In-Depth

In Defense of Vodka

A bottle of vodka in front of a cocktail garnished with a grapefruit slice.
Hand crafted, locally made vodkas like St. Augustine Distillery's Florida Cane Vodka are presenting bartenders with just one more reason to give the stigmatized spirit a second glance. Photo by Joseph Mills.

“Vodka doesn't necessarily make bad cocktails, but every bad cocktail has vodka in it,” Joe Raya told Eater last fall. Raya was referring to his Charleston bar The Gin Joint, which serves an impressively menu of creative cocktails — drinks full of obscure spirits, housemade tonics, and ingredients like duck fat powder — but doesn’t carry a single bottle of vodka. Vodka-hatred is a sentiment that TOTC has addressed before, but comments like Raya’s show how common the belief remains in the industry: that vodka is the province of unsophisticated, brand-obsessed drinkers trying to get drunk as efficiently as possible, offering nothing of interest to bartenders trying to build intriguing, creative cocktails.

How did vodka get to be so maligned? Like gluten-free food and Justin Bieber, the backlash stems from its extreme popularity. Vodka started becoming popular in the US after World War II, and got a boost in popularity after the Moscow Mule was invented — and when James Bond started ordering bartenders to use it in his martinis, eschewing the traditional gin. By the 1990’s it was the center of a cocktail scene where people wanted to taste everything but the alcohol — an attitude embodied, of course, by Carrie Bradshaw’s love of Cosmopolitans. It had also become irritatingly expensive. Since vodka is legally defined as a “Neutral spirits distilled or treated after distillation with charcoal or other materials so as to be without distinctive character, aroma, taste or color,” brands eager to grab a share of the lucrative market had to figure out something to differentiate themselves. Canny brands started presenting it as a luxury object, touting how many times it had been filtered (Donald Trump once shilled a “quintuple distilled” Trump Vodka), or its country of origin.

It was only natural that bartenders started to rebel by turning to more sophisticated spirits like bourbon and gin, sick of ludicrously flavored vodkas and endless variations on martinis. “Vodka got too popular during the ‘tini’ era, with Tom Cruise and his movie "Cocktail." That influenced the cocktail scene a lot,” said Manny Anbrade, bar manager at San Francisco’s Bourbon and Branch.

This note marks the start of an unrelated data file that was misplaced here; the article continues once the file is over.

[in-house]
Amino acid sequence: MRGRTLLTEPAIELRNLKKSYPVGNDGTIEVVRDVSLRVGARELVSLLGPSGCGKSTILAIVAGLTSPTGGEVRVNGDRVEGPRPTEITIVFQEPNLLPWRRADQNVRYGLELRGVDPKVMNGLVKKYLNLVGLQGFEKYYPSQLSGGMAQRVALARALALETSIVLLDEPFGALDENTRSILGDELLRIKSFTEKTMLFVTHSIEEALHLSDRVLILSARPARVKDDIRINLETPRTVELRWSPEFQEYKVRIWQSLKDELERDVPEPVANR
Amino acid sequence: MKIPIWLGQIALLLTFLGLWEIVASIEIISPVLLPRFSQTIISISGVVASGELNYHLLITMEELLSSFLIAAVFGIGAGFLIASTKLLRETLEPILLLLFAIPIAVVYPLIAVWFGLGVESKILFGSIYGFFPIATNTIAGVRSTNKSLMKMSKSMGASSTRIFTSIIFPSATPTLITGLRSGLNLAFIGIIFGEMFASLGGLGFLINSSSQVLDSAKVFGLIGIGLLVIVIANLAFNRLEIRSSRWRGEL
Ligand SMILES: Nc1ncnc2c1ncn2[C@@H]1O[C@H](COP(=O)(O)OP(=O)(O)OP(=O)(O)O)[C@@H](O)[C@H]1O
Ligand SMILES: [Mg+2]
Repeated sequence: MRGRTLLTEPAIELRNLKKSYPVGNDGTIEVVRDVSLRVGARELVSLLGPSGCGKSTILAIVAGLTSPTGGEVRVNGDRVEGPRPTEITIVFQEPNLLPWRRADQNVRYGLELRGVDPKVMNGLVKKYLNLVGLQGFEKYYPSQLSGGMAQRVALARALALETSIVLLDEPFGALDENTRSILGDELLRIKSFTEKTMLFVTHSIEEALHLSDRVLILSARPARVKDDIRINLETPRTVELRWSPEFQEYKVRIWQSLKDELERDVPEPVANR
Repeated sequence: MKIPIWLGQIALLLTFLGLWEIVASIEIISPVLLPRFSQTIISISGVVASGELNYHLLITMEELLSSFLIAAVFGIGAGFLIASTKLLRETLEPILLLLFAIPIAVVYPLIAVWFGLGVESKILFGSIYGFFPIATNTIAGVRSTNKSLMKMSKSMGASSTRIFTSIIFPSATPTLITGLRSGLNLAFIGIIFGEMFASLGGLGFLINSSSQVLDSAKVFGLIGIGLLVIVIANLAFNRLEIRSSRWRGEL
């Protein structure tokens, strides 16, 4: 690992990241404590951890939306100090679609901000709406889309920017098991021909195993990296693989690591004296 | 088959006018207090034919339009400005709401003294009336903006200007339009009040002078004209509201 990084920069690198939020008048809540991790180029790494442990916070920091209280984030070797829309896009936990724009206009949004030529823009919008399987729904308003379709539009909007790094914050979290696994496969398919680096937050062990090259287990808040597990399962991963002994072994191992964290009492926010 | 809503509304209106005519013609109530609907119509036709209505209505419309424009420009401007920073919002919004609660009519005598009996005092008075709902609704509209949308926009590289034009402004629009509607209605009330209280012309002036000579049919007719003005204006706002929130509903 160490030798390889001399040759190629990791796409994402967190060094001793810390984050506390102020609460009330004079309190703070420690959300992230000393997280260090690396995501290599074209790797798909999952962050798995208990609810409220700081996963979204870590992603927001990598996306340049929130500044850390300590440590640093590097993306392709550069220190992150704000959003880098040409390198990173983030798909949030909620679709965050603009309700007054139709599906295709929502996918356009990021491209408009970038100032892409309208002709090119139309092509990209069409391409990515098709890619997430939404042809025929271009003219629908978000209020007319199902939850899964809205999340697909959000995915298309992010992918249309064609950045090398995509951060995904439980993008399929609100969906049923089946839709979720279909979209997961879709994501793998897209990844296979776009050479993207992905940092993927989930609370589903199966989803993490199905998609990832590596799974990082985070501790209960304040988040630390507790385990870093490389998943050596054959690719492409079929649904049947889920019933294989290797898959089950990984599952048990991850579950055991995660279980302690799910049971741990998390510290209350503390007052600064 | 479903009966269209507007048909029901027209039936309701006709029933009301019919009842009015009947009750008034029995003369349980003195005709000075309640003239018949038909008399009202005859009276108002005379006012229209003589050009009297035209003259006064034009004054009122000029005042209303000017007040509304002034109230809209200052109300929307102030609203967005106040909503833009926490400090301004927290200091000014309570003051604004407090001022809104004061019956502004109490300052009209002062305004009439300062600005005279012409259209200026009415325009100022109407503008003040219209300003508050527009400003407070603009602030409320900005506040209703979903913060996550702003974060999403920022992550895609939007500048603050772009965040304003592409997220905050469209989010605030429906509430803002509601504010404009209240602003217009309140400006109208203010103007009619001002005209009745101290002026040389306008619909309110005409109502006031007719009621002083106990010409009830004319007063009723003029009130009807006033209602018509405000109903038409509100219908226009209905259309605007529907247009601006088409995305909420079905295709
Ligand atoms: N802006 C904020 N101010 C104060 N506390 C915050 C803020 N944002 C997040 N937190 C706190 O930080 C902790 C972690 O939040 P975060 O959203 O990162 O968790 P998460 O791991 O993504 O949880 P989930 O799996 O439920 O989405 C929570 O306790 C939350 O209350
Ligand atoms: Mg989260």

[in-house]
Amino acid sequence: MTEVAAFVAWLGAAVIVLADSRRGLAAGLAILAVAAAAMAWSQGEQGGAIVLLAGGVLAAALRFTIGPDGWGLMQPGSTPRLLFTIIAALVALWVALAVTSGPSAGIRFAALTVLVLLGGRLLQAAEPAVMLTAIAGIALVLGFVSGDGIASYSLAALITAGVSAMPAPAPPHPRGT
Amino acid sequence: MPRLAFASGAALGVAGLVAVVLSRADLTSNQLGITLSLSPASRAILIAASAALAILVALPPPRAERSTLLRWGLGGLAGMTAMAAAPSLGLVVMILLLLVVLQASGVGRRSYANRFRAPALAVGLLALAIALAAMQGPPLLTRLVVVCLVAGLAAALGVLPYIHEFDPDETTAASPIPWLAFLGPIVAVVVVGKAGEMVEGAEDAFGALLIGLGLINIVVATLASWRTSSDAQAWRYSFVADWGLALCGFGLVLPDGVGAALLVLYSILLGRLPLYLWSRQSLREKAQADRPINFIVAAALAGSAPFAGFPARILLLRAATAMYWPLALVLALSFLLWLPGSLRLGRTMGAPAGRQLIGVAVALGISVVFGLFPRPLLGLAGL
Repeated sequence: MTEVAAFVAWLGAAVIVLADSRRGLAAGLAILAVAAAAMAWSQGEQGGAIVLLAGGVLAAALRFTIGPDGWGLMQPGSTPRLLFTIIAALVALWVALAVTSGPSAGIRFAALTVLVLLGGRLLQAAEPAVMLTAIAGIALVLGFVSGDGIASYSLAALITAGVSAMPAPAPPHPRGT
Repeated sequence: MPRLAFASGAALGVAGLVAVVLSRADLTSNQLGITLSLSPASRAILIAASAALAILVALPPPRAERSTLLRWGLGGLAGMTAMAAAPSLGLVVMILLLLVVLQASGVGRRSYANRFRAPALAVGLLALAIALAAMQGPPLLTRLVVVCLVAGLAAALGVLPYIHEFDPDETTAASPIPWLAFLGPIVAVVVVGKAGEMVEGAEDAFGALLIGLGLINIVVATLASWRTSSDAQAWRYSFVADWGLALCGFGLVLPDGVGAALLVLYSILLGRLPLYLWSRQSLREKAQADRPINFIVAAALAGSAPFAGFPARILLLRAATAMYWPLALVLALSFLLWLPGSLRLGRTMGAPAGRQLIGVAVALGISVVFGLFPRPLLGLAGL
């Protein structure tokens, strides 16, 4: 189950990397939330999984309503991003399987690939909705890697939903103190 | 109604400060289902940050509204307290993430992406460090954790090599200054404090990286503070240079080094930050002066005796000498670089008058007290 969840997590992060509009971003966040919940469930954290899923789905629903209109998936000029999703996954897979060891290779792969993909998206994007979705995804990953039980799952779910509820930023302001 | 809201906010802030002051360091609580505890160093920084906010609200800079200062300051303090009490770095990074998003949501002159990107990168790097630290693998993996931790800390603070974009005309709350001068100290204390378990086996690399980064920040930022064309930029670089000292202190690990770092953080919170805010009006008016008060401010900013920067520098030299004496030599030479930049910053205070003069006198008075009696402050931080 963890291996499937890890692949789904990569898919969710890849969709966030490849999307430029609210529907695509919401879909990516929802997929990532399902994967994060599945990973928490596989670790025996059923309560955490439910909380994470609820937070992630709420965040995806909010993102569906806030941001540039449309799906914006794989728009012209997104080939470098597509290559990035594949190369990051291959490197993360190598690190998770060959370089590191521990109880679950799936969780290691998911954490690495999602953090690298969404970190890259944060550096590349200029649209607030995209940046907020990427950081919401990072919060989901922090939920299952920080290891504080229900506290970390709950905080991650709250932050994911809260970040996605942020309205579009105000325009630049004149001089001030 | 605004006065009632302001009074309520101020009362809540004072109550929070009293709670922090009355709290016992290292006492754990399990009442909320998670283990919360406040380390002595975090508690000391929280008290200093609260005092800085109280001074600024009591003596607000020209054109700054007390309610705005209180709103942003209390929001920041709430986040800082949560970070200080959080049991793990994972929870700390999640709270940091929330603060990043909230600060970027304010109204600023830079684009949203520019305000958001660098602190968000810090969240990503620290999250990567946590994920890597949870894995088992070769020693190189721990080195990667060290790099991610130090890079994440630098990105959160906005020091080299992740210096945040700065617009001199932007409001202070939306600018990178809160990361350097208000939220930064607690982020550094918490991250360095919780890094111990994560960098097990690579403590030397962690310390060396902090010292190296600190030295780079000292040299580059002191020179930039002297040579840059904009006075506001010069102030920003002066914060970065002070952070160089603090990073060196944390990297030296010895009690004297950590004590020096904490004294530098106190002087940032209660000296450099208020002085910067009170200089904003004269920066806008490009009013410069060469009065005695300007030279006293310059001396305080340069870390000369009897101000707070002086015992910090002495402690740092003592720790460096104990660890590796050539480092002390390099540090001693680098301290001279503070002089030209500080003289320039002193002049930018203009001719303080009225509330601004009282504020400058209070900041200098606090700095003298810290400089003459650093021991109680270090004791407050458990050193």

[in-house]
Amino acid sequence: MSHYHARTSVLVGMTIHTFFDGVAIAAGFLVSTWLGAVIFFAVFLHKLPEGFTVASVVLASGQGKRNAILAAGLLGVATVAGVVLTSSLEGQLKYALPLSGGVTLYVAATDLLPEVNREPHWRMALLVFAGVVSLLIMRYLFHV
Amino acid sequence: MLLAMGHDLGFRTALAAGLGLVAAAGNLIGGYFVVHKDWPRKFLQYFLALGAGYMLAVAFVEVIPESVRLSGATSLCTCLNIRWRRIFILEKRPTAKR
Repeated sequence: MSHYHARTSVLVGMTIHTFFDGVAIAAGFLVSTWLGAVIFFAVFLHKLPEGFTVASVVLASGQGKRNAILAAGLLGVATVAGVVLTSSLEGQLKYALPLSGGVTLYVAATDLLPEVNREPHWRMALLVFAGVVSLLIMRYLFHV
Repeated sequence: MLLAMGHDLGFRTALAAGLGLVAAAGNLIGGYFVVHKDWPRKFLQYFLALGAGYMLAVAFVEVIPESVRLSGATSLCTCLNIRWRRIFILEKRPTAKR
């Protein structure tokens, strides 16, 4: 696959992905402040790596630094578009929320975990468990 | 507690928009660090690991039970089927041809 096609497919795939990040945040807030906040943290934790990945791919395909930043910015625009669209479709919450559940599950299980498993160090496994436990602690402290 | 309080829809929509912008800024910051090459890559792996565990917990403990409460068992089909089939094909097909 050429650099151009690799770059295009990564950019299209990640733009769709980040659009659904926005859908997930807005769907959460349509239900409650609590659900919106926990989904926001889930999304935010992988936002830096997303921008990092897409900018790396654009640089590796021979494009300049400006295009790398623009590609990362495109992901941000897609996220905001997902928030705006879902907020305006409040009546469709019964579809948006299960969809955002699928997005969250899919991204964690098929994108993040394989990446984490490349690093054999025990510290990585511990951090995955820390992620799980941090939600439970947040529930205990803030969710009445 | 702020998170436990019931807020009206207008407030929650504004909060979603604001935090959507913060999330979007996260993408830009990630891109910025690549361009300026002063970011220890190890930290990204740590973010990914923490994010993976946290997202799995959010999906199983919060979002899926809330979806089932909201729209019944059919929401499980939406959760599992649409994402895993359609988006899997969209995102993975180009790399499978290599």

But Anbrade isn’t a vodka hater, and doesn’t think you should be either. “Honestly, if a bartender can't make a drink with vodka, he should not be a bartender,” he said. “Of course, there’s awful, bad vodkas, but there are good ones. People don’t know how to use it.” And he’s right: vodka — yes, that flavorless, tasteless stuff — is just as worthwhile and complex as any other spirit. And if you treat it with respect, you’ll be rewarded with a whole new world of cocktails, making you a better bartender.

To truly appreciate vodka, you have to know it. Try blindly tasting the vodkas at your bar, ignoring any preconceptions you have based on how expensive a bottle is or how many times it's been name checked by rappers. It will probably be a difficult experience. It’s a lot harder to parse out the notes in a vodka compared to, say, an aggressively smoky mezcal or Scotch. Tasting vodkas side by side is the best way to determine their differences. Once you’re able to taste those subtle distinctions — whether a vodka is spicy or citrusy or vegetal — you can start think of what would pair well, and it'll help you build a better cocktail.